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The Goldfish Gazette, Issue #110 Aquarium Substrate
February 27, 2023

Goldfish Care Tips

A Free Monthly Resource For Goldfish Enthusiasts
February 2023
Issue #110

In This Issue
Aquarium Substrate

Aquarium substrate is used to beautify the aquarium aquascape, provide plant anchorage, and can be used as a filtering medium, but there can also be downsides.

Aquarium Substrate

Light colored substrate causes colors to fade

The question "what is the best substrate to use in a Goldfish aquarium" often comes up in Goldfish social media groups. The three options discussed are whether to use sand, gravel, or nothing.

All three have their advantages and problems.

Gravel Substrate

Choking on Gravel

I have read on a reputable website that fish can’t choke and I quote “First off fish can’t “choke”. They breath (sic) through gills which cannot be obstructed by a grain of gravel.”

The logic is sound and the author gives other possibilities that can make it appear the fish has choked. He often asks on social media whether the owner found gravel in the gullet, and invariably they didn’t look.

I can categorically tell you that Goldfish CAN and DO choke on gravel. I have lost two this way, and yes, a piece of smooth round gravel was stuck in the gullet of each.

The trap I fell into was the fish grew, so gravel that was too large for them to suck up into their mouths 3 months earlier, then became small enough.

Why they died I can only speculate. It was either from restricted water flow across the gills, stress, or both.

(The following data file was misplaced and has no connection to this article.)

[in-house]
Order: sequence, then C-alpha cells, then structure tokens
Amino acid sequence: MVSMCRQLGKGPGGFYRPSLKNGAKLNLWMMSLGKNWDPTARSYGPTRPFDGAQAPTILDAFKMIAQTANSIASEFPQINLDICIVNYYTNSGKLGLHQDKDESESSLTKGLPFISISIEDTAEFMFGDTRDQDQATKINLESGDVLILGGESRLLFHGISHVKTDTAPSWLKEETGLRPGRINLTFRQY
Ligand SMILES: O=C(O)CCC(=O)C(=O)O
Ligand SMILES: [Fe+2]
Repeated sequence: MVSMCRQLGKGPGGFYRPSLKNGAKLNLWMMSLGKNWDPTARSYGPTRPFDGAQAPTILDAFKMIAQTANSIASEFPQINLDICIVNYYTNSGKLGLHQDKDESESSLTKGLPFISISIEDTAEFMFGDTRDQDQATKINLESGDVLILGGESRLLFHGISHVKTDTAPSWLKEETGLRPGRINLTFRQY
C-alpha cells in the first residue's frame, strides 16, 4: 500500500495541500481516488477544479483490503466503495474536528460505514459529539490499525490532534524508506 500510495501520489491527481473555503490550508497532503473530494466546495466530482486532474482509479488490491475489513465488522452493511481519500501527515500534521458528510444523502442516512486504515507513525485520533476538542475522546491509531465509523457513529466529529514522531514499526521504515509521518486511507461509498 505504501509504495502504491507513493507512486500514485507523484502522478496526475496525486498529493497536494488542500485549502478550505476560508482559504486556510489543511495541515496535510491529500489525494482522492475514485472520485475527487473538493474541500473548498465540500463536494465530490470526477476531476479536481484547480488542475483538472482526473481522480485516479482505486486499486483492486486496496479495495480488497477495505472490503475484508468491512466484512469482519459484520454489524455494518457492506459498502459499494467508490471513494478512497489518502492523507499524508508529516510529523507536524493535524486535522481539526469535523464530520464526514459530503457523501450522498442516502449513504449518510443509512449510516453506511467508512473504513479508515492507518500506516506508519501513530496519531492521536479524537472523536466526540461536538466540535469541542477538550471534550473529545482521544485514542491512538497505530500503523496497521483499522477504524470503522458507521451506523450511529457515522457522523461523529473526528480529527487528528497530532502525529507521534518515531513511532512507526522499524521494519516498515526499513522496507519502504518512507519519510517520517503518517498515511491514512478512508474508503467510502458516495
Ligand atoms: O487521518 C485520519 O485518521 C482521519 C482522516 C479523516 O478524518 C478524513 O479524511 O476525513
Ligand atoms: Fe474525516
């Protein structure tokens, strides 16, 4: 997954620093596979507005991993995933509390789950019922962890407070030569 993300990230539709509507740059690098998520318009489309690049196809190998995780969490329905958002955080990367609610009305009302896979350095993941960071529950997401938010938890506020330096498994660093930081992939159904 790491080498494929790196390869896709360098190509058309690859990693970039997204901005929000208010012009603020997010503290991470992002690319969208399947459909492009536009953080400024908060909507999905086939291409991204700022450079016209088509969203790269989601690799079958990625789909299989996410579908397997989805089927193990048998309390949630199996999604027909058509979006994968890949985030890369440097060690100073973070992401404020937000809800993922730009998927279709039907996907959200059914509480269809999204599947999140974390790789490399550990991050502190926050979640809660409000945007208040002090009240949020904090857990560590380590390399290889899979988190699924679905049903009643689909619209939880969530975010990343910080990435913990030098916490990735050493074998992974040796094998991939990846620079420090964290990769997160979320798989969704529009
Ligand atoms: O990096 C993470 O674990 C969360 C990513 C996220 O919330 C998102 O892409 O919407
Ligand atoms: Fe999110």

Color Selection

Many aquarists choose white gravel for their aquarium. This color can look quite impressive, but fish react to it by lowering their color intensity to try and match their background. Darker colored gravel has the opposite effect.

Gravel Size

Aside from the choking danger, gravel above 4mm (3/16”) in diameter allows food to get caught between the substrate and out of reach of the fish. It then rots adding extra bio-load to the filter system.

The bigger the size of the gravel, the bigger the problem. Using marbles as substrate is an extreme example of what not to do.

Sand Substrate

Goldfish will never choke on sand substrate, and food doesn’t get lost between the particles, which is why many Goldfish keepers use it.

The same conditions apply for color choice as they do for gravel. Choose light-colored sand and your fish’s color intensity will fade.

Sand size is important if you plan to install under-substrate filters, as the smaller the sand particle diameter, the less efficient the filters become.

If you are going to use sand as a substrate, be aware that very fine sand can cause accelerated pump wear in filters with water pumps such as canister and HOB (hang on back) filters.

Bare Aquarium

An aquarium with no substrate will never look as good as one with substrate. However, a bare aquarium is very easy to maintain.

Water changes are simple as you don’t have to worry about sucking up substrate with the siphon, and there is no substrate to have to clean.

Plants can be grown in containers and other decorations added if desired.

If your bare aquarium is sitting on a sheet of white polystyrene, as it should be to prevent glass breakage, place something dark-colored between the polystyrene and the aquarium base.


Adding substrate or not to your aquarium is a matter of personal choice, but if you do, you need to take into consideration fish size in relation to substrate size, whether you plan to add live plants, and if you are installing an under-substrate filter.

I will go into more detail about these often maligned filters next month.

Comments? Ideas? Feedback? I'd love to hear from you. Just reply to this e-zine and tell me what you think, or what topics you want to be covered.

Next Month's Topic

Under-substrate filters

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